High-dose-rate brachytherapy was assumed to be delivered with an 192Ir source of 41152.3 µGy m2/h from a MicroSelectron® afterloader (Elekta Brachytherapy, Elekta AB, Stockholm, Sweden). For each lesion, a single virtual brachytherapy catheter was used. The route of the virtual needle insertion was defined by an interventional radiologist using the same principle of CT-guided biopsy at our institution. In general, the route was taken to be the shortest possible from where it entered to the tumor’s center to minimize the trauma from the procedure. The placement of the brachytherapy catheter was assumed to follow the procedure described by Ricke et al. [4]. Furthermore, the virtual catheter path was such that it always passed through the tumor’s center of mass (COM) and extended beyond the GTV surface by 3 mm corresponding to a uniform PTV margin. We assumed a coherent rigid movement of the brachytherapy catheter together with the tumor in presence of respiratory motion. Hence, the safety margin was needed to compensate only for the tumor deformation, which was measured from four-dimensional computed tomography (4D-CT) to be 2.7 mm at maximum in the craniocaudal direction [18].
Where necessary and technically feasible, the long axis of the source was oriented such that the dose to adjacent OAR was optimized by taking advantage of the anisotropic dose distribution. The source was manually loaded to one or multiple dwell positions, depending on the tumor size and the proximity of the tumor to the OAR. For small lesions, a single dwell position at the GTV’s COM was generally sufficient, while for large lesion more than one source dwell positions were needed to yield better dosimetry. For all plans, dwell weights of the source were optimized in a manual manner.
Oncentra TPS offers two options for dose calculation: the TG-43 formalism and the model-based Advanced Collapsed cone Engine (ACE). The TG-43 formalism is the most clinically used method in brachytherapy treatment planning, but it is well known for its limitation of calculating absorbed dose to a semi-infinite water phantom only. It neglects the reduced attenuation and different scattering property of the lung tissue relative to water in the finite patient geometry. Hence, this study abandoned the TG-43 and used ACE in all dose calculations.
ACE models separated the dose depositions by primary and scatter photons by scaling the discretized point kernels according to the material type and density along each radiation transport line (i.e., the conical axis in the implementation of the collapsed cone algorithm). To enable the heterogeneity corrections with ACE, each contour associated with the patient CT was assigned with a material of variable density according to the CT Hounsfield unit (HU). For this study, the lung contour was assigned as inflated lung whose elemental compositions were defined as in the TG 186 report [8]. For other hollow organs, which included the trachea, bronchi, and esophagus, the contours were segmented into air cavities and surrounding walls with assigned material types of air and water, respectively. The GTV and all other contours were also assigned as water. This yielded an absorbed dose distribution to media Dm,m.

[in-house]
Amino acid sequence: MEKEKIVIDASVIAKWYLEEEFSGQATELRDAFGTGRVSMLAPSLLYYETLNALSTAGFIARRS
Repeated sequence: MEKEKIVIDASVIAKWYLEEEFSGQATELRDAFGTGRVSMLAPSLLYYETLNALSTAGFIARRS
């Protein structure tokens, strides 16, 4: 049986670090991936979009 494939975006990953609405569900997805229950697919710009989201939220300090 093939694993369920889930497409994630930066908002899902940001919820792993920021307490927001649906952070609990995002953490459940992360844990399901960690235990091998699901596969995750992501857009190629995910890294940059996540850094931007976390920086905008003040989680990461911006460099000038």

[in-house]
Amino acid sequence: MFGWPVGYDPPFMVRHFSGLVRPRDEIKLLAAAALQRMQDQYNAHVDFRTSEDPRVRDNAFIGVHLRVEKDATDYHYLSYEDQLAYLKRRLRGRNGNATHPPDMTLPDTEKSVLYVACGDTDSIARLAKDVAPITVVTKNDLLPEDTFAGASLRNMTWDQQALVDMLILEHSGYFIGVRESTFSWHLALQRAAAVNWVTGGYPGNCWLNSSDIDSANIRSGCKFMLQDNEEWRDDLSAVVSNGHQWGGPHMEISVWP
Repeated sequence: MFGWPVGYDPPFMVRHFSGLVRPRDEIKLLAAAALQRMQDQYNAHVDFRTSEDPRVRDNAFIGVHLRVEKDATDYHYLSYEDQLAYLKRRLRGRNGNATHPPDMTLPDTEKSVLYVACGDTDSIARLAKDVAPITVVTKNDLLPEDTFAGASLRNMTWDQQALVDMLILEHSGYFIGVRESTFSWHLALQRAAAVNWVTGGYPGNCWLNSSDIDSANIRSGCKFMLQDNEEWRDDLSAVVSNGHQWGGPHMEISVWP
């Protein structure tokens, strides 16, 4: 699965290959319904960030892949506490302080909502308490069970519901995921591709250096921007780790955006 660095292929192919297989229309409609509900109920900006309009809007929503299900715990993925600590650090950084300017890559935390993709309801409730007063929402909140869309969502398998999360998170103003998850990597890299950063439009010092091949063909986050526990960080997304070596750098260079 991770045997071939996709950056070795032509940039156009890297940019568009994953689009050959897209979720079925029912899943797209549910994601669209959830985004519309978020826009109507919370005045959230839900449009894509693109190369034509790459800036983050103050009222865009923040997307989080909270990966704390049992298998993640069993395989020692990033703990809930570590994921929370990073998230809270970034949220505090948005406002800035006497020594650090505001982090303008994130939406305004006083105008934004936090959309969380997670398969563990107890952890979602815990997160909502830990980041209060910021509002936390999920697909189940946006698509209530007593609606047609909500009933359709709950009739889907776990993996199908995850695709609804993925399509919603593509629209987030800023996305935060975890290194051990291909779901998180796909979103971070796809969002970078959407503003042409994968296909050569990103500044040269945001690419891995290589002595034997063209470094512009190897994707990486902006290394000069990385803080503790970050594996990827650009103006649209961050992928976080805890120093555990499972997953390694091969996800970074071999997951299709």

Treatment planning of SBRT

Treatment plans were developed for a demonstration-purposed TrueBeam linac (Varian Inc., Palo Alto, CA, USA) to deliver volumetric-modulated arc radiotherapy (VMAT)-based SBRT in HDR flattening filter-free (FFF) mode. Two to three partial coplanar and non-coplanar arcs using either 10 MV or mixed 6 MV and 10 MV photon beams were used aiming to achieve the best possible sparing of the normal tissues [19,20]. The uniform 3 mm GTV-to-PTV margin for tumor deformation was the same as in CT-HDRBRT, assuming perfect image-guided real-time tumor tracking by multileaf collimator (MLC) as active motion management [21]. It is worthwhile noting that VMAT-based MLC-tracking SBRT in FFF mode has not been yet implemented clinically. Nonetheless, VMAT-based SBRT delivery in FFF mode was reported in a few clinical studies showing 1-year local control of 94% for primary and metastatic lung lesions [22], and 100% in early stage NSCLC [23]. The clinical implementation of real-time adaptive electromagnetic transponder-guided MLC tracking was also reported in SBRT of lung by Booth et al. [24], demonstrating great potential of this motion compensation technique to ensure the delivered dose to 95% (D95) of GTV of 110 ±0.5% compared to 110% planned. A clinical trial for lung cancers using MLC tracking has been also registered by the same group recently [24].
This study compared two VMAT planning approaches with CT-HDRBRT, either using the conventional concept of PTV or based on the robust optimization method to explicitly accounts for the geometric tracking error, showing 3D root-mean square of 0.5 mm [25] and the tumor deformation of 2.7 mm. The total geometric error was rounded to 3 mm in this study. The resulting SBRT plans were abbreviated as MB-SBRT (margin-based SBRT) and RO-SBRT (robust optimized), respectively. The RayStation TPS achieves robustness by minimax optimization, in which optimization functions are considered in a worst-case scenario. The set of scenarios forms a discretization of the user-specified errors against, which the plan is robust from both the GTV’ and the OARs’ perspectives. Robustness was imposed to all dose-volume constraints of the serial organs and the GTV. This study further exploited the lateral electronic disequilibrium phenomenon to maximize the dose gradient at the lung-tumor interface [26], increasing the dose by as much as 40% (i.e., 60% isodose level relative to the maximum dose) to the PTV or GTV, depending on the optimization scenarios, to emulate brachytherapy. Higher PTV maximum dose was also reported to be associated with improved local control [27]. For consistency in the dose reporting, the same tissue materials as defined for brachytherapy were used in all SBRT plans. The final dose distribution was calculated by a collapse-cone convolution superposition dose engine with a 2.0 mm grid. The dose specification was by default Dm,m.